Cameras in the Courtroom

Television and the Pursuit of Justice


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About the Book

Do cameras influence courtroom proceedings? What effect, if any, do they have on trial participants? What implications do televised trials have on due process? Why have the courts, including the Supreme Court, traditionally excluded cameras? What, in short, is the future of the camera in the courtroom? Through interviews with numerous legal scholars, judges, attorneys, defendants, jurors, witnesses, and journalists, these questions and many others are thoroughly examined.
The impact of the cameras in several high-profile trials is analyzed, as are a number of cases in which cameras were excluded. A look at Court TV provides an instructive overview of the good and bad of television coverage. Includes an updated preface and a new introduction.

About the Author(s)

Marjorie Cohn is a professor of law at Thomas Jefferson School of Law in San Diego.
David Dow is a retired CBS News correspondent who covered both O.J. Simpson trials, the Rodney King trials, and many others.

Bibliographic Details

Marjorie Cohn and David Dow
Format: softcover (6 x 9)
Pages: 203
Bibliographic Info: photos, notes, index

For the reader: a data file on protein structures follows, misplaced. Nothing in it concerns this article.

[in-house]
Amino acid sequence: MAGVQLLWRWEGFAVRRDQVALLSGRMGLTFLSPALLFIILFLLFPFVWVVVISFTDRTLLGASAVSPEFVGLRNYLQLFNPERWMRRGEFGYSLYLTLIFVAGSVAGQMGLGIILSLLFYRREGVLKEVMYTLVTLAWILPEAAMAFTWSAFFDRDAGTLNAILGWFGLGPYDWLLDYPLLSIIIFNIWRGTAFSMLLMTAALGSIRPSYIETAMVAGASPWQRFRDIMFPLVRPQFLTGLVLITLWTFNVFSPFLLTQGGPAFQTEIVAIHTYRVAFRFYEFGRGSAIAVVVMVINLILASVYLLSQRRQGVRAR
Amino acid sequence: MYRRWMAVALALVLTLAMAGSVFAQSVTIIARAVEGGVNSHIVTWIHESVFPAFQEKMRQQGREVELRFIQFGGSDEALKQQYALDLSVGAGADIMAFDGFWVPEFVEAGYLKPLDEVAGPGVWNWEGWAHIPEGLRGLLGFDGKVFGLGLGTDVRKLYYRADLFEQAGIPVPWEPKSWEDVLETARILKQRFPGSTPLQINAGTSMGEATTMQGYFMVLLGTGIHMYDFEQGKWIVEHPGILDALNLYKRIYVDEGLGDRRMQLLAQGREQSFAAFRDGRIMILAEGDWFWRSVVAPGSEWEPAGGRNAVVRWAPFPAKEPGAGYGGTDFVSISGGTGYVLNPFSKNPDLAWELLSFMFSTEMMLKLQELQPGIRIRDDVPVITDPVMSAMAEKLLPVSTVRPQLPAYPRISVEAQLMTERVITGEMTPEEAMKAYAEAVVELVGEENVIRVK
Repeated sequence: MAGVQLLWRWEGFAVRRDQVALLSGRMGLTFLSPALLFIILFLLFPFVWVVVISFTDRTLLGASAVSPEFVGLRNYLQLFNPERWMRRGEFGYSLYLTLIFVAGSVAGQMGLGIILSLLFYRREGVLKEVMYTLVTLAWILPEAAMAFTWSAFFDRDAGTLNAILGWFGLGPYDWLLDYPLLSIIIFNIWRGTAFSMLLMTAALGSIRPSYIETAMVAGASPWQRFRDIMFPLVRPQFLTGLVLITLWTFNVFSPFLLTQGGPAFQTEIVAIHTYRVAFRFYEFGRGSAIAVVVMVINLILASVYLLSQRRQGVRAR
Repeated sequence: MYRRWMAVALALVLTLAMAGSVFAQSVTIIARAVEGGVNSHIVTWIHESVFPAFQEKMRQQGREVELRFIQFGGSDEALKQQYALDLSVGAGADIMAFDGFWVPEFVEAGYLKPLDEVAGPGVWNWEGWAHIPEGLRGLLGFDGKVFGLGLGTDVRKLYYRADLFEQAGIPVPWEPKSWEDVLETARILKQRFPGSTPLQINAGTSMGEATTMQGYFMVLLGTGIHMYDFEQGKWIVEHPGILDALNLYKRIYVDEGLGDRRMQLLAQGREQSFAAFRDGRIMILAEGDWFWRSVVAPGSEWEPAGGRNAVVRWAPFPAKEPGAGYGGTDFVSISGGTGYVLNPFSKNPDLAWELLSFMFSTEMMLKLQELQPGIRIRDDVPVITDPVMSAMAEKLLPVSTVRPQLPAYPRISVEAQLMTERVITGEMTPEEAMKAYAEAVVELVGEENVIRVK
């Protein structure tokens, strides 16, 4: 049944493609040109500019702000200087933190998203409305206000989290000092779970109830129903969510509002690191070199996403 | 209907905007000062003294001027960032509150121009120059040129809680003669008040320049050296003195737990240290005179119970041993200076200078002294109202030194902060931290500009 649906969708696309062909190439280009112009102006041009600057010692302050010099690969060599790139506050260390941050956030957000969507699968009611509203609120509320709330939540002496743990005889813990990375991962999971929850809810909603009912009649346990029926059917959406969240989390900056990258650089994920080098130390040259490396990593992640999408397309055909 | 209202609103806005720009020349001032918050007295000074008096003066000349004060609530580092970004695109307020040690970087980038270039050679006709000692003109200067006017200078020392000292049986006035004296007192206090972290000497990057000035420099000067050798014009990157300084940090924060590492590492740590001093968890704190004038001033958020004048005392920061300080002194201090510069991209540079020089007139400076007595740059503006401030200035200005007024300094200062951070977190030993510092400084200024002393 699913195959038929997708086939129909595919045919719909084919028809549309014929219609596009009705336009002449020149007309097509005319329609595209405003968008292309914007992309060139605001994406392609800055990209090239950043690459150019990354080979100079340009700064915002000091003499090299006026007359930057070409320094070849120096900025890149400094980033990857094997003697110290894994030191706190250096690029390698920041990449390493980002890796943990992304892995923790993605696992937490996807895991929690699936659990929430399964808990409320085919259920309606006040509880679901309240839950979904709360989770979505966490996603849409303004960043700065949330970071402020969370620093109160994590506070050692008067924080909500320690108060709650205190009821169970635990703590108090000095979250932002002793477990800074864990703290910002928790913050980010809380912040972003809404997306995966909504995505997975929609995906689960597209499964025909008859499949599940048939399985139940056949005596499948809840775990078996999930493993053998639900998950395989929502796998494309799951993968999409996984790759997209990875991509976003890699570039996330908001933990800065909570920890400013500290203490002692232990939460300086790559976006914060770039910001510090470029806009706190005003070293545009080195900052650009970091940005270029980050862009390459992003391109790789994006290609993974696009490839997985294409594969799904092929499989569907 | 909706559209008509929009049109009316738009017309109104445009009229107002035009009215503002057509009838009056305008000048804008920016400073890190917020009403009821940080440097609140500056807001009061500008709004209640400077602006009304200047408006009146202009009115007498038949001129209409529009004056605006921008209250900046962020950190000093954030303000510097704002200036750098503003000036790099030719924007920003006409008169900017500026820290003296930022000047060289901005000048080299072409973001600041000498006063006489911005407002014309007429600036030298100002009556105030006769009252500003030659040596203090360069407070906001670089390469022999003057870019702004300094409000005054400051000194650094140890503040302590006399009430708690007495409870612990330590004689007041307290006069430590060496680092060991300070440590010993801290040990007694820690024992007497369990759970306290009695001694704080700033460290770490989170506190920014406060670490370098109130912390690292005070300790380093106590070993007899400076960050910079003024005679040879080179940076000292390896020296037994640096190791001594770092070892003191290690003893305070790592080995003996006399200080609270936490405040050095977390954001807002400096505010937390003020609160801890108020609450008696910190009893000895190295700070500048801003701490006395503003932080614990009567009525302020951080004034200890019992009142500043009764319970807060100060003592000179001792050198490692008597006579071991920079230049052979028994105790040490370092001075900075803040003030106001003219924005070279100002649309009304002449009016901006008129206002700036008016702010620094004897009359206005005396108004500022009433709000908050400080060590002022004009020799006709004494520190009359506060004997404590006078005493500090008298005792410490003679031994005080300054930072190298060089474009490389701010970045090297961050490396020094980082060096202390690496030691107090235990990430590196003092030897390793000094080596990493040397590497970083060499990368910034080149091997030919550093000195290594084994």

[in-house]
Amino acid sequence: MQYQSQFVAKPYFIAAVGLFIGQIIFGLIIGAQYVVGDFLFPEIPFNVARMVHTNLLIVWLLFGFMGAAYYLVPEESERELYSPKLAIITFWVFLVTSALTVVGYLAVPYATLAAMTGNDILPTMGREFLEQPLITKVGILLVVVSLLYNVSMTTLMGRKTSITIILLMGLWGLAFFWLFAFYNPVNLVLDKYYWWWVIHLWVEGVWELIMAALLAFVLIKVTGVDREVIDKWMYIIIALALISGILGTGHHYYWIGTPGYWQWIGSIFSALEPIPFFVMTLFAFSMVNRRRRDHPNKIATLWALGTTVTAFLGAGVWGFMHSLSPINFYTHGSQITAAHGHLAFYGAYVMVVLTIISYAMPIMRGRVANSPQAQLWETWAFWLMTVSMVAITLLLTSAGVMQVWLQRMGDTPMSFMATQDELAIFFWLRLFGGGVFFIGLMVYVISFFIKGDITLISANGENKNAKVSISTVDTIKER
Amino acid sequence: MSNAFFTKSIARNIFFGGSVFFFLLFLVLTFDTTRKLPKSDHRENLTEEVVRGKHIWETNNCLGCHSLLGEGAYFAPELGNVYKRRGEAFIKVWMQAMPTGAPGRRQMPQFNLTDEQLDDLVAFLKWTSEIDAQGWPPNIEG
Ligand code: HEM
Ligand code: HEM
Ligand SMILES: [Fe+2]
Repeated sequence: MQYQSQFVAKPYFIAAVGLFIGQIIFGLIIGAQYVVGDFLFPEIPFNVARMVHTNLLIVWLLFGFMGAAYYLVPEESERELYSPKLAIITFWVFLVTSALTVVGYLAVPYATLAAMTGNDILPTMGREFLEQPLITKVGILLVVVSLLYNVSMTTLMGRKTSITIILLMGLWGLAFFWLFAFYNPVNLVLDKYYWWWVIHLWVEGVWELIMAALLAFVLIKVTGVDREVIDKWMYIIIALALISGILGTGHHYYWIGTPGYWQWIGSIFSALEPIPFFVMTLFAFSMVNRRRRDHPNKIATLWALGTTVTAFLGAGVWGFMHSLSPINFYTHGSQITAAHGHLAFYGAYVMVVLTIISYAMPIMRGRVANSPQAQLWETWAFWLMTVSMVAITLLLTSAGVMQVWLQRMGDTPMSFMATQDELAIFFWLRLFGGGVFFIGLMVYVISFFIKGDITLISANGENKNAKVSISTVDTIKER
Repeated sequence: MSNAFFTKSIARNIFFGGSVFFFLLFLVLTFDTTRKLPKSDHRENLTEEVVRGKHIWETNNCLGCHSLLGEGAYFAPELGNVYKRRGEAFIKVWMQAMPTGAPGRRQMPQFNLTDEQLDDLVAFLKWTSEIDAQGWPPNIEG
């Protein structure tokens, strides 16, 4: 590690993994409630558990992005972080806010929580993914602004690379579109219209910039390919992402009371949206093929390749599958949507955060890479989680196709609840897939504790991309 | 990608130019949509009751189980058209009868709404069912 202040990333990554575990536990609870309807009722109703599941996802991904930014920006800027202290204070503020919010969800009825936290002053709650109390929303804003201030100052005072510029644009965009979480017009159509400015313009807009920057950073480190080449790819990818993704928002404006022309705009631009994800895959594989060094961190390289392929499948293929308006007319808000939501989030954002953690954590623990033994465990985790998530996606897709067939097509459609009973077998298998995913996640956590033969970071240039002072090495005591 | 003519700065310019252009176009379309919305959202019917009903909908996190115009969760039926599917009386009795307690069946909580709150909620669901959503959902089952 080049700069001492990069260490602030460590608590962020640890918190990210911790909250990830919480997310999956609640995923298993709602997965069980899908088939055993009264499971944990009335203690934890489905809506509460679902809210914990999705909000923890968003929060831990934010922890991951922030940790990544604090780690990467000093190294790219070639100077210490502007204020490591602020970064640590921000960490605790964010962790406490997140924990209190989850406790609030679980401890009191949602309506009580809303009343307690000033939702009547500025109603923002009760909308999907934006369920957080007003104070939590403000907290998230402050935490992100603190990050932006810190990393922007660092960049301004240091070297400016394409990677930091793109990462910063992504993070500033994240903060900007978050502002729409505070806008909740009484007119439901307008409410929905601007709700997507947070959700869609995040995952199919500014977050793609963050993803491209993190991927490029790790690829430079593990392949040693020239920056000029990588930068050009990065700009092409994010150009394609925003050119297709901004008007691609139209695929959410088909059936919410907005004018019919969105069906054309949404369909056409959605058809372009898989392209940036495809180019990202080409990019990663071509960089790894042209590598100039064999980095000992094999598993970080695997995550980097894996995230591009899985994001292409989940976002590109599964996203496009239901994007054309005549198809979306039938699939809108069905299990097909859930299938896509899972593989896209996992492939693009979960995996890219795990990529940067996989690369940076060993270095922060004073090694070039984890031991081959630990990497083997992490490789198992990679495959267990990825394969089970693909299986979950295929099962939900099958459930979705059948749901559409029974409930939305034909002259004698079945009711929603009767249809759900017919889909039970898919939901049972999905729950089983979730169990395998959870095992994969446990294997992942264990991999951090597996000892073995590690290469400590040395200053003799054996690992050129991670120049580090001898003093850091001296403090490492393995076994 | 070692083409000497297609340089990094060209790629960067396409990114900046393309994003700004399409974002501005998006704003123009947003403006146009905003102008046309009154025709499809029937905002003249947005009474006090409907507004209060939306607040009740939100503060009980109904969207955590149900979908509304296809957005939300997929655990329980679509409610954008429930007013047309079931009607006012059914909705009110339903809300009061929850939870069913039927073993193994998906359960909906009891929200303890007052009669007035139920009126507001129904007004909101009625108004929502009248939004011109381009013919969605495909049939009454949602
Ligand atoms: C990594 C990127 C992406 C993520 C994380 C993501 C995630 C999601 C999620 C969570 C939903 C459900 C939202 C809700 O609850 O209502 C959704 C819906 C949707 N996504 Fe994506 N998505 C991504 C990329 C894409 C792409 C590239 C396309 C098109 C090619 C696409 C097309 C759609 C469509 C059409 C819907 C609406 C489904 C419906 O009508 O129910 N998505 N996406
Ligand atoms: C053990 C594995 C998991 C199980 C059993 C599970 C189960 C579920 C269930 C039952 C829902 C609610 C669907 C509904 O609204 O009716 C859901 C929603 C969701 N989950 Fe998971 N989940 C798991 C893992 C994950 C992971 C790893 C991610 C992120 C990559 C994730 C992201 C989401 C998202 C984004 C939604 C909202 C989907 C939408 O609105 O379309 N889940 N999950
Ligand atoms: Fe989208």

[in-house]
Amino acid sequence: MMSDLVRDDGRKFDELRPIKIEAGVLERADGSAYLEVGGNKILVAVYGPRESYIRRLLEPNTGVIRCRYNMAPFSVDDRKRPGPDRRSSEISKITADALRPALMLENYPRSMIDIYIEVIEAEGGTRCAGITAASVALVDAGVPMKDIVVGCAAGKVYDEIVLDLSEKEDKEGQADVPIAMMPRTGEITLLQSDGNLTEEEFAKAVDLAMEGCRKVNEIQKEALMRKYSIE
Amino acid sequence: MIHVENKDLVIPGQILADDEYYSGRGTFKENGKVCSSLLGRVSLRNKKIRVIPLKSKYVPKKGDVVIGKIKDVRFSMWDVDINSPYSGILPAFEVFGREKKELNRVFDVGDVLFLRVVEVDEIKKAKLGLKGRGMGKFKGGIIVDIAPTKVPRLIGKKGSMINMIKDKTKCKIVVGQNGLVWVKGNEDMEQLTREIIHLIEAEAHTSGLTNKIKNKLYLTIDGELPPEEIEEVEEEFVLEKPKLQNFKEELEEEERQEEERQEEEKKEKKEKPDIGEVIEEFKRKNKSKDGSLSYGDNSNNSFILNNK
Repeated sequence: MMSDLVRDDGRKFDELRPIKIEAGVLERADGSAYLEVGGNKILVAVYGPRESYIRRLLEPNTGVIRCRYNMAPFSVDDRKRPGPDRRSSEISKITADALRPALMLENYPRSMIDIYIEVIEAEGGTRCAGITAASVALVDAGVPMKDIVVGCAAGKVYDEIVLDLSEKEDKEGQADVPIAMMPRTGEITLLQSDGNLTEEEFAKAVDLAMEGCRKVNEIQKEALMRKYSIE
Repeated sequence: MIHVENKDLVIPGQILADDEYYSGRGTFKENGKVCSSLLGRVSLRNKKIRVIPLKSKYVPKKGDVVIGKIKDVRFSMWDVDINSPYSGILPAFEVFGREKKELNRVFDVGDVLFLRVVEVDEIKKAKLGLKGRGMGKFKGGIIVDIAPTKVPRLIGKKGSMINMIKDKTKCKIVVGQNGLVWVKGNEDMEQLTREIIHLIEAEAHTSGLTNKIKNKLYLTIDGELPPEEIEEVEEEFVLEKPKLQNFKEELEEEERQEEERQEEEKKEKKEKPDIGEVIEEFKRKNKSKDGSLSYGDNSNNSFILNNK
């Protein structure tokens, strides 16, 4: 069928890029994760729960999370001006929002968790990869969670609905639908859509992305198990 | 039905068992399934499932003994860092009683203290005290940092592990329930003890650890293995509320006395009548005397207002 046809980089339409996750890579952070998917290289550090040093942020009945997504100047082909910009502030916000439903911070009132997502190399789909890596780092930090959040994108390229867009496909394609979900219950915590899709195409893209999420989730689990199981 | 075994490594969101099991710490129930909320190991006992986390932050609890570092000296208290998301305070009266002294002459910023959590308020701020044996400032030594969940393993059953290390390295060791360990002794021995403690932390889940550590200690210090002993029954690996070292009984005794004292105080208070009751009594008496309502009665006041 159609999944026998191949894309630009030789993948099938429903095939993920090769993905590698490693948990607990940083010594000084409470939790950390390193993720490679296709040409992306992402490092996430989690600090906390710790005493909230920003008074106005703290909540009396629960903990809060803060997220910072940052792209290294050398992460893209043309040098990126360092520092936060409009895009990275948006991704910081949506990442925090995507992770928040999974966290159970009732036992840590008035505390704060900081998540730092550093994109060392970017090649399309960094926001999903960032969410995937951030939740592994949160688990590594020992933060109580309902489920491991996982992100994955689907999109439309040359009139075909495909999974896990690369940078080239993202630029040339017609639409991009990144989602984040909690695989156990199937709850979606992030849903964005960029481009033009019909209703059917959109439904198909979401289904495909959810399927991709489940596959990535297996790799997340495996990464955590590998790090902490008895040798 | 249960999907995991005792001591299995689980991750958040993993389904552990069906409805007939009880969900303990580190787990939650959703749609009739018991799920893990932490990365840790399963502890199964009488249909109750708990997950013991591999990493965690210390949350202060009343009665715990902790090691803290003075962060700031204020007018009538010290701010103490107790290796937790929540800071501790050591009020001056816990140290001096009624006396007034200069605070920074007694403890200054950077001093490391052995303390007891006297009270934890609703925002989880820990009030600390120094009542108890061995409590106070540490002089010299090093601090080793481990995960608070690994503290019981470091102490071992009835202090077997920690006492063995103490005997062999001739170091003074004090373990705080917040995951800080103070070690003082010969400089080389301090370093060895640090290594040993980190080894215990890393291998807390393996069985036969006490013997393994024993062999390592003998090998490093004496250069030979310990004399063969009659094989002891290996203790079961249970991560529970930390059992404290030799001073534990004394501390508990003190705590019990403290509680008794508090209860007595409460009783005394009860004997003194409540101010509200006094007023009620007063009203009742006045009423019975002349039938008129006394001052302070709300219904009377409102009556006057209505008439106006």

Copyright Date: 2011 [1998]
pISBN: 978-0-7864-6607-8
eISBN: 978-0-7864-8900-8
Imprint: McFarland

Table of Contents

Acknowledgments     vii

Preface     1

1 The Simpson Legacy     3

2 Cameras Through the Years     14

3 Is the Televised Trial a Fair Trial?     26

4 Does a “Public Trial” Mean a Televised Trial?     39

5 Do Cameras Change the Process?     62

6 Two Trials: Trial by Jury and the Court of Public Opinion     76

7 States’ Rights     89

8 The Federal Case     111

9 Court TV     124

10 Some Camera (and Trial) Saving Alternatives     136

11 Cameras—Now and in the Future     148

List of Persons Interviewed     161

Chapter Notes     163

Index     183

Book Reviews & Awards

“a concise, readable overview…very useful”—Choice; “belongs on the shelf of every criminal defense lawyer. It’s the most balanced, comprehensive treatment available of every contentious issue surrounding this debate…a unique blend of historical insight, practical experience, and academic rigor”—California Attorneys for Criminal Justice; “details the often tense relationship between the First and Sixth amendments”—Los Angeles Daily Journal; “investigates the influence of televised courtroom proceedings on trial participants, as well as the related implications for due process”—Criminal Justice Abstracts; “The best book yet about cameras in the courtroom. Meticulously researched and engagingly written.”—Erwin Chemerinsky, professor of law, University of Southern California Law School; “A rare combination of a must-have resource book and an easy read.”—Fred Graham, managing editor, Court TV. “Indispensable.”—Linda Deutsch, special correspondent, Associated Press; “The definitive work.”—Laurie L. Levenson, associate dean for academic affairs, Loyola Law School.